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Google replacing Project Fi Nexus 5X with an Android One Moto X4 for subscribers

Moto X4 tips and tricks
Julian Chokkattu / Digital Trends
The Google Nexus 5X hasn’t exactly proven to be the most reliable phone on the planet. It got good reviews, to be sure, but soon after release components started failing, and users found their phone entering a boot loop, where the device would begin booting, shut down again, then begin booting again — and so on.

To date, Google has been giving frustrated owners replacements, and then when those ran out it gave out credits instead — but now it seems the firm is looking to move on from the phone altogether and is instead giving owners a shiny new Lenovo Moto X4, if those customers happen to be Google Project Fi subscribers. Users will still have to pay the $69 fee for device protection.

The Moto X4 is a pretty nice phone to get instead of the Nexus 5X. The Nexus 5X offered a flagship chip at the time of its release, but now Qualcomm’s midrange chips are more on par with what you might expect from the Nexus 5X. One of those midrange chips, the Qualcomm Snapdragon 630, is the chip you’ll find in the Moto X4, coupled with 3GB or 4GB of RAM, and 32GB or 64GB of storage. Apart from that, the Lenovo Moto X4 boasts a nice IP68 water-resistance, and in our review we noted that it’s able to take some pretty great photos in well-lit conditions.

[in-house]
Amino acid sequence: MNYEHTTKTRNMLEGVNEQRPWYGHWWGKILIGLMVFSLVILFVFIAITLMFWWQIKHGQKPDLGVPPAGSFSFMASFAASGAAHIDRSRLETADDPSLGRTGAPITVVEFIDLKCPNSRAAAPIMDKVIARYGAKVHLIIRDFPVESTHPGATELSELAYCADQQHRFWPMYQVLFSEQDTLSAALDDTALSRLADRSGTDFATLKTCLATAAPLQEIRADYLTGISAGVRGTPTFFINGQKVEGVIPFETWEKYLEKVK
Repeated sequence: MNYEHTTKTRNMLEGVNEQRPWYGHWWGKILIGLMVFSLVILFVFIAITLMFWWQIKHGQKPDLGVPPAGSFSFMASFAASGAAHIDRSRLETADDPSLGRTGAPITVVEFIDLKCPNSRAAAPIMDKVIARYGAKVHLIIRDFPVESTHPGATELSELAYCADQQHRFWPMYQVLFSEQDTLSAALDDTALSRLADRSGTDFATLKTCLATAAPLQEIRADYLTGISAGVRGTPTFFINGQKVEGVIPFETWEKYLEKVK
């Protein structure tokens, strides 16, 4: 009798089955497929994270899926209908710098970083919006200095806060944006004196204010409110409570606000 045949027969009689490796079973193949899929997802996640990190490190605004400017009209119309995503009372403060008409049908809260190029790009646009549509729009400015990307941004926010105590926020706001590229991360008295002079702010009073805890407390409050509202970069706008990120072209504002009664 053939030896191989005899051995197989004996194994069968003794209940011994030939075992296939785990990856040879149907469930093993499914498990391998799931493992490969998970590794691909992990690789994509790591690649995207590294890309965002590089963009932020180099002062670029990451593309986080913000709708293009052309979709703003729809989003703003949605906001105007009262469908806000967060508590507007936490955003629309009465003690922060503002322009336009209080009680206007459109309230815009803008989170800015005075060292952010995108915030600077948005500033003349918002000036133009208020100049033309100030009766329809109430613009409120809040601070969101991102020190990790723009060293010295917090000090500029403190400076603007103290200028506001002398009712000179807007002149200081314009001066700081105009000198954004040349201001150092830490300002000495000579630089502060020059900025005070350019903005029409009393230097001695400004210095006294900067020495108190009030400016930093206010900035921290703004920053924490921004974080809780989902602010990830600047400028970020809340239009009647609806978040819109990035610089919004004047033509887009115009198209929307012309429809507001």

This particular version of the Moto X4 is a little different too — it’s part of the Android One program. What that means is that the phone boasts near stock Android, so it won’t come with any of Lenovo’s bloatware or extra software. It will also get much quicker updates than other phones, because Lenovo won’t have to tweak the software before releasing it to users. The Android One Moto X4 was first made available to customers in September.

Users should be happy about Google giving them a Moto X4 instead of credit. When Google was giving out credit, sometimes that credit was as low as $53 if you opted to get a check, or $100 in Google Store credit — hardly enough to buy a new phone.

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